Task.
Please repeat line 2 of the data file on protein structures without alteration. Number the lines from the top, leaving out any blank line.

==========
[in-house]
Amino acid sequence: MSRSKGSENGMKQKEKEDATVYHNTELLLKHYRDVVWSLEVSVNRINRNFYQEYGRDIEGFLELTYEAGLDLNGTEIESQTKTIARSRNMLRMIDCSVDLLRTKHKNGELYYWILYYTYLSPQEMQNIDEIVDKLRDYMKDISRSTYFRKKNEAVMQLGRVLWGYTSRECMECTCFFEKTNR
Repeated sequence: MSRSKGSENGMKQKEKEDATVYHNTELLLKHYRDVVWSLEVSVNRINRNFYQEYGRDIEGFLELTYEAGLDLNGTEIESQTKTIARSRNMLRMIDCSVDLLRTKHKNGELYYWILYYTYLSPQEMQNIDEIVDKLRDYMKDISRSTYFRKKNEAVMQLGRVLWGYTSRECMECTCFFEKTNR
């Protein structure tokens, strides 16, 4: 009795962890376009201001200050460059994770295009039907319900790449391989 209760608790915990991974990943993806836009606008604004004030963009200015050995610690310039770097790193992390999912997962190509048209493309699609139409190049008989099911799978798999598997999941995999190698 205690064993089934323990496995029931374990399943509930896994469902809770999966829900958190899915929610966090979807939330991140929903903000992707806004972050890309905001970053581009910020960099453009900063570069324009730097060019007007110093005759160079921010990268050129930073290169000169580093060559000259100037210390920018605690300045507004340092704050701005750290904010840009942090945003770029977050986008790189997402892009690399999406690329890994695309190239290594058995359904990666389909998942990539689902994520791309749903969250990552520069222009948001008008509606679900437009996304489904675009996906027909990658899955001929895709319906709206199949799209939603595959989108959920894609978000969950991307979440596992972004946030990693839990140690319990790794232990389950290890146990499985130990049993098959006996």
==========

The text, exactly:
Amino acid sequence: MSRSKGSENGMKQKEKEDATVYHNTELLLKHYRDVVWSLEVSVNRINRNFYQEYGRDIEGFLELTYEAGLDLNGTEIESQTKTIARSRNMLRMIDCSVDLLRTKHKNGELYYWILYYTYLSPQEMQNIDEIVDKLRDYMKDISRSTYFRKKNEAVMQLGRVLWGYTSRECMECTCFFEKTNR